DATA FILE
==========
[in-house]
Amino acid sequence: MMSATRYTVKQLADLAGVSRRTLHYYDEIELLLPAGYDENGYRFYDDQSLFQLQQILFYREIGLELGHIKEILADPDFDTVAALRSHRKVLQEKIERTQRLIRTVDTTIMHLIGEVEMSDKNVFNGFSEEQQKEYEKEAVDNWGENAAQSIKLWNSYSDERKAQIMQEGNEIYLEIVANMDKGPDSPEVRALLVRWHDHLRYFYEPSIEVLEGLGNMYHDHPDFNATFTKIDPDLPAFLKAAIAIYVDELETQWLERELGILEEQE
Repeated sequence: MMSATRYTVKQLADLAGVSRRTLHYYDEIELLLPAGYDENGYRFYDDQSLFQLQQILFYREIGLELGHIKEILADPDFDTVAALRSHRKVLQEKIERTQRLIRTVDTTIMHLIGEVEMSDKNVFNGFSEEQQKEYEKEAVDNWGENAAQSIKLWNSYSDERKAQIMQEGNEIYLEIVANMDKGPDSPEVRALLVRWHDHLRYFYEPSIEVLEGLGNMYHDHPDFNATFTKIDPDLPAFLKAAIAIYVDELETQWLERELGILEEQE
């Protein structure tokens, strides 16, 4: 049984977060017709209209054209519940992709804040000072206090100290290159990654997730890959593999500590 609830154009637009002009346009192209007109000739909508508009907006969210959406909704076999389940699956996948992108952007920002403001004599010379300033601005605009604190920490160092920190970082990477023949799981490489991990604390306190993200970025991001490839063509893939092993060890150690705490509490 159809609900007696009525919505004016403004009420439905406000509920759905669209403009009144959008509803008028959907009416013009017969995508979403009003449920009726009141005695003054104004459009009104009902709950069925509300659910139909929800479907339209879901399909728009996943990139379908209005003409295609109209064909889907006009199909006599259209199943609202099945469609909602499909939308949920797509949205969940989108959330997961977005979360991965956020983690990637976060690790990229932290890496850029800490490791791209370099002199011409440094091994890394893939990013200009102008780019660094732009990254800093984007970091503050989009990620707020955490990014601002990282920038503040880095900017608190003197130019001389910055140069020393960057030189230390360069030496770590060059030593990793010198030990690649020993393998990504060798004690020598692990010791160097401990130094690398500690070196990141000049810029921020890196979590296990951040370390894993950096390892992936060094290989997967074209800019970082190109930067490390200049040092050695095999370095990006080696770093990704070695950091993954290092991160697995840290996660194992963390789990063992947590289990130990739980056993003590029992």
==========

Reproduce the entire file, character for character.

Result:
[in-house]
Amino acid sequence: MMSATRYTVKQLADLAGVSRRTLHYYDEIELLLPAGYDENGYRFYDDQSLFQLQQILFYREIGLELGHIKEILADPDFDTVAALRSHRKVLQEKIERTQRLIRTVDTTIMHLIGEVEMSDKNVFNGFSEEQQKEYEKEAVDNWGENAAQSIKLWNSYSDERKAQIMQEGNEIYLEIVANMDKGPDSPEVRALLVRWHDHLRYFYEPSIEVLEGLGNMYHDHPDFNATFTKIDPDLPAFLKAAIAIYVDELETQWLERELGILEEQE
Repeated sequence: MMSATRYTVKQLADLAGVSRRTLHYYDEIELLLPAGYDENGYRFYDDQSLFQLQQILFYREIGLELGHIKEILADPDFDTVAALRSHRKVLQEKIERTQRLIRTVDTTIMHLIGEVEMSDKNVFNGFSEEQQKEYEKEAVDNWGENAAQSIKLWNSYSDERKAQIMQEGNEIYLEIVANMDKGPDSPEVRALLVRWHDHLRYFYEPSIEVLEGLGNMYHDHPDFNATFTKIDPDLPAFLKAAIAIYVDELETQWLERELGILEEQE
């Protein structure tokens, strides 16, 4: 049984977060017709209209054209519940992709804040000072206090100290290159990654997730890959593999500590 609830154009637009002009346009192209007109000739909508508009907006969210959406909704076999389940699956996948992108952007920002403001004599010379300033601005605009604190920490160092920190970082990477023949799981490489991990604390306190993200970025991001490839063509893939092993060890150690705490509490 159809609900007696009525919505004016403004009420439905406000509920759905669209403009009144959008509803008028959907009416013009017969995508979403009003449920009726009141005695003054104004459009009104009902709950069925509300659910139909929800479907339209879901399909728009996943990139379908209005003409295609109209064909889907006009199909006599259209199943609202099945469609909602499909939308949920797509949205969940989108959330997961977005979360991965956020983690990637976060690790990229932290890496850029800490490791791209370099002199011409440094091994890394893939990013200009102008780019660094732009990254800093984007970091503050989009990620707020955490990014601002990282920038503040880095900017608190003197130019001389910055140069020393960057030189230390360069030496770590060059030593990793010198030990690649020993393998990504060798004690020598692990010791160097401990130094690398500690070196990141000049810029921020890196979590296990951040370390894993950096390892992936060094290989997967074209800019970082190109930067490390200049040092050695095999370095990006080696770093990704070695950091993954290092991160697995840290996660194992963390789990063992947590289990130990739980056993003590029992």